One of the reasons why I think the whole climate change alarmism is, well, alarmism is because the obvious solution is almost always dismissed out of hand. If climate change is occurring and it is due to humans releasing too much carbon dioxide into the atmosphere, and if this activity left unchecked represents an existential crisis for the human race on a par with a meteor impact as some claim, then we should be switching to nuclear power as fast as we can build the new reactors. But we’re not, and those that are prophesying doom are usually the ones telling us we can’t because of the problems associated with nuclear power, e.g. the waste disposal and safety of the plants. The problems they cite are genuine but they don’t represent an existential threat to the human race the way climate change supposedly does and these problems are solvable, particularly if enough time, money, and resources are thrown at them. They are relatively minor, in other words. Therefore, if somebody is going to cite the problems with nuclear power as a reason why we cannot utilise this technology to stave off the imminent destruction of the human race, one is entitled to be skeptical as to the honesty and motivations of the anti-nuclear climate change alarmists.
In a more general sense, if somebody is citing a major problem and offering a solution, but ignoring more obvious solutions, chances are they are engaging in politics, virtue-signalling, or both. I was reminded of this the other day on a matter not related to climate change but another area of environmentalism which this blog likes to talk about: carrier bags. Somebody posted on Facebook a link to a story regarding a carrier bag ban which the government of Bali has introduced after two Balinese teenage girls petitioned them. Apparently discarded carrier bags are strewn all over Bali and Something Must Be Done. Naturally this was being applauded by all right-thinking folk, except me who suggested it might be better to first find out who is littering the island in this way: locals or Australian tourists. One individual thought this meant I was “looking for someone to blame” instead of “finding a solution”, leading me to conclude he was almost certainly a middle manager in a modern corporation and had been on a training course recently.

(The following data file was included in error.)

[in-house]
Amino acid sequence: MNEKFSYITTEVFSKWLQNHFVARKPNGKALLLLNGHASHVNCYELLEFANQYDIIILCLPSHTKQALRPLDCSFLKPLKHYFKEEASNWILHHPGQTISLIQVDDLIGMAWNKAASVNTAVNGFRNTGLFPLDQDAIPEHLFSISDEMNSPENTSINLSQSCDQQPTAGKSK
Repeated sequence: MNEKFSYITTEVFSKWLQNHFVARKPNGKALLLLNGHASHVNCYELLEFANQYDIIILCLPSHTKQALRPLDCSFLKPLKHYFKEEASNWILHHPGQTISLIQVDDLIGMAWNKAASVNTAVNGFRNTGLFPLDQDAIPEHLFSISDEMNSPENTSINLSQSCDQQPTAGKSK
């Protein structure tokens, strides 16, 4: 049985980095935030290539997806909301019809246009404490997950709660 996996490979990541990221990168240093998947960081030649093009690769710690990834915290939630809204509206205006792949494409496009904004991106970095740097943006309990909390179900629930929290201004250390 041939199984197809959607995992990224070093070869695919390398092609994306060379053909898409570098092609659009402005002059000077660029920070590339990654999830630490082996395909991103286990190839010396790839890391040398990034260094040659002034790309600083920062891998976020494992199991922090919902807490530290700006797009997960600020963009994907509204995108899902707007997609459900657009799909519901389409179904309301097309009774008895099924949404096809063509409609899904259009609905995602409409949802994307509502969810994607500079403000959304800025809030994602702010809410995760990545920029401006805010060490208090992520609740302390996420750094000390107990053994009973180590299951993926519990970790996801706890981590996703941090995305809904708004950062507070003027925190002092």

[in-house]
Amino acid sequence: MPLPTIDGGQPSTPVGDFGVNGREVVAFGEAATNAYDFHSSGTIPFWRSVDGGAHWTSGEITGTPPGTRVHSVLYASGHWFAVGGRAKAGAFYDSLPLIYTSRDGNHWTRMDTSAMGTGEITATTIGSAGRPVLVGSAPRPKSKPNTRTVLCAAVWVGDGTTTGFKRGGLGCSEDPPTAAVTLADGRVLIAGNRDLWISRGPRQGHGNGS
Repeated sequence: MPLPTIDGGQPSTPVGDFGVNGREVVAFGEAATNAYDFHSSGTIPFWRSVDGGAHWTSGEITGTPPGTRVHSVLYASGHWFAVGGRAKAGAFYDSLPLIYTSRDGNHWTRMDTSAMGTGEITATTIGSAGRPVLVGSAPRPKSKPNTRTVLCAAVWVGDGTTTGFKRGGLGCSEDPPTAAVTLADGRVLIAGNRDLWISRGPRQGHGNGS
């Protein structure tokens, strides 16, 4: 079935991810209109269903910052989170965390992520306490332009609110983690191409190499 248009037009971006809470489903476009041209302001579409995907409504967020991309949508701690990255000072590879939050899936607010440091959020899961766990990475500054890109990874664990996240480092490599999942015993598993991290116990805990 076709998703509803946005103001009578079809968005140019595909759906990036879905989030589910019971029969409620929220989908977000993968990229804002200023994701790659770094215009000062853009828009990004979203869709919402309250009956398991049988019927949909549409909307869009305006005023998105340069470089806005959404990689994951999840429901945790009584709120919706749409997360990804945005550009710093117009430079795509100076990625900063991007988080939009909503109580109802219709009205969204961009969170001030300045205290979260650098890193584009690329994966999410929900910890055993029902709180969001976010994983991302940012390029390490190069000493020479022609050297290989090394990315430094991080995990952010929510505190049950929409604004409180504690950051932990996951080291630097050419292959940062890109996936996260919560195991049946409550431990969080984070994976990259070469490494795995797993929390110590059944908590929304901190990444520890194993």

Anyway, my point was that those who litter will continue to litter with whatever they have to hand even if carrier bags were banned, and a better solution would be to identify who is doing it, find out why, and try to educate those people into valuing their environment a little more. That way you retain the utility of the carrier bags plus ensure no other form of littering takes place. Had anyone shown any interest I’d have even talked about how the alternative to carrier bags might be more damaging and a cost-benefit analysis might show simply sending somebody around once per day to collect the discarded bags to be the most effective solution.
But alas, I was dealing with the modern-day middle classes in the developed world for whom bans are the first resort rather than the last. Naturally, somebody invoked the plight of “the children”, which The Simpsons dealt with so well:
I was told by various wealthy middle class mothers that restrictions on plastic use are necessary so that “our” grandkids have a world left to live in. Never mind that if this keeps up the world “we” will bequeath to future generations will be a ludicrously expensive nanny-state which might not be worth living in.
But something occurred to me. Of all these middle class mothers who wish to see a reduction of plastic use and carrier bags banned, how many do you think swaddled their nappies in reusable, washable nappies instead of the convenient, non-biodegradable disposable ones? You know, the ones my mother used on her four kids through the 1970s that had to be washed by hand in the sink and then boiled in a special saucepan on the stove afterwards? I could have asked, but for the sake of good relations I didn’t, but then again I didn’t need to. I know damned well that for all the concern of the middle classes over plastic use and carrier bags, not a single one of them will shun disposable nappies and switch to towelling ones for the good of the environment.
The reason for this is simple: they are less concerned about the environment than they are preserving their own comfortable lifestyles, and when they talk about reducing plastic use they mean reducing other people’s plastic use. Sure they’ll reduce their own use to a point, and bring home the shopping in an organic woven hemp bag that fits nicely into the boot of their 3.2l SUV. They’ll probably even tell you about it, too. But they’ll not give up anything that is genuinely convenient to them: the inconvenience is for other people, you see. As I always knew regarding carrier bag bans, it is about virtue signalling more than concern for the environment. So next time you hear somebody advocating reducing plastic, casually ask them a couple of days later if they use Huggies or Pampers. You probably won’t even need to wait for the answer.